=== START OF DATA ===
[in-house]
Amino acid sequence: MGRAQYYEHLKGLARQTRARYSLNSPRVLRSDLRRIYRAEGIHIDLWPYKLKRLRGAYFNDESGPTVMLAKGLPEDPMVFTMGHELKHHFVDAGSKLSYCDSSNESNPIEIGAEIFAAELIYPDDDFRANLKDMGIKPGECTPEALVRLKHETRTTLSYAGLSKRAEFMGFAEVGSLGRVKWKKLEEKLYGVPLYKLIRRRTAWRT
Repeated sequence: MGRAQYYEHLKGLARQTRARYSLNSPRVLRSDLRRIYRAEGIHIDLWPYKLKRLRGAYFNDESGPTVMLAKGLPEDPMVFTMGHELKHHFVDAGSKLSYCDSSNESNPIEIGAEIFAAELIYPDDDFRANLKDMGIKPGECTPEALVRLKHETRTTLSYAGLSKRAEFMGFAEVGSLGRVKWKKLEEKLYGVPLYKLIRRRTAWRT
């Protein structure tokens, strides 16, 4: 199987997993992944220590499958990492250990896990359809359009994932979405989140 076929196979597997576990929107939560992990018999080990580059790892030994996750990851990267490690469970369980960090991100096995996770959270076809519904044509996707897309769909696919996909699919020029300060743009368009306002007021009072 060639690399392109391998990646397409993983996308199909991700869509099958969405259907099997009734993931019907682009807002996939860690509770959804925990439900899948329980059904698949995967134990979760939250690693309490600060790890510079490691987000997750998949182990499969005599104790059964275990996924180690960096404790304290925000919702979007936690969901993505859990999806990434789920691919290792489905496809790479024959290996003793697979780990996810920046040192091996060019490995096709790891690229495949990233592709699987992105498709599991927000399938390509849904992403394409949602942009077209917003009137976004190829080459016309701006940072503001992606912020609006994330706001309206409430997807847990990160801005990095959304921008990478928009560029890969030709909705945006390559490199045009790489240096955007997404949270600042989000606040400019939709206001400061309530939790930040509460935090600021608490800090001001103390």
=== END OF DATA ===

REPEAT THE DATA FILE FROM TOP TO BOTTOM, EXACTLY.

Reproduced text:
[in-house]
Amino acid sequence: MGRAQYYEHLKGLARQTRARYSLNSPRVLRSDLRRIYRAEGIHIDLWPYKLKRLRGAYFNDESGPTVMLAKGLPEDPMVFTMGHELKHHFVDAGSKLSYCDSSNESNPIEIGAEIFAAELIYPDDDFRANLKDMGIKPGECTPEALVRLKHETRTTLSYAGLSKRAEFMGFAEVGSLGRVKWKKLEEKLYGVPLYKLIRRRTAWRT
Repeated sequence: MGRAQYYEHLKGLARQTRARYSLNSPRVLRSDLRRIYRAEGIHIDLWPYKLKRLRGAYFNDESGPTVMLAKGLPEDPMVFTMGHELKHHFVDAGSKLSYCDSSNESNPIEIGAEIFAAELIYPDDDFRANLKDMGIKPGECTPEALVRLKHETRTTLSYAGLSKRAEFMGFAEVGSLGRVKWKKLEEKLYGVPLYKLIRRRTAWRT
């Protein structure tokens, strides 16, 4: 199987997993992944220590499958990492250990896990359809359009994932979405989140 076929196979597997576990929107939560992990018999080990580059790892030994996750990851990267490690469970369980960090991100096995996770959270076809519904044509996707897309769909696919996909699919020029300060743009368009306002007021009072 060639690399392109391998990646397409993983996308199909991700869509099958969405259907099997009734993931019907682009807002996939860690509770959804925990439900899948329980059904698949995967134990979760939250690693309490600060790890510079490691987000997750998949182990499969005599104790059964275990996924180690960096404790304290925000919702979007936690969901993505859990999806990434789920691919290792489905496809790479024959290996003793697979780990996810920046040192091996060019490995096709790891690229495949990233592709699987992105498709599991927000399938390509849904992403394409949602942009077209917003009137976004190829080459016309701006940072503001992606912020609006994330706001309206409430997807847990990160801005990095959304921008990478928009560029890969030709909705945006390559490199045009790489240096955007997404949270600042989000606040400019939709206001400061309530939790930040509460935090600021608490800090001001103390």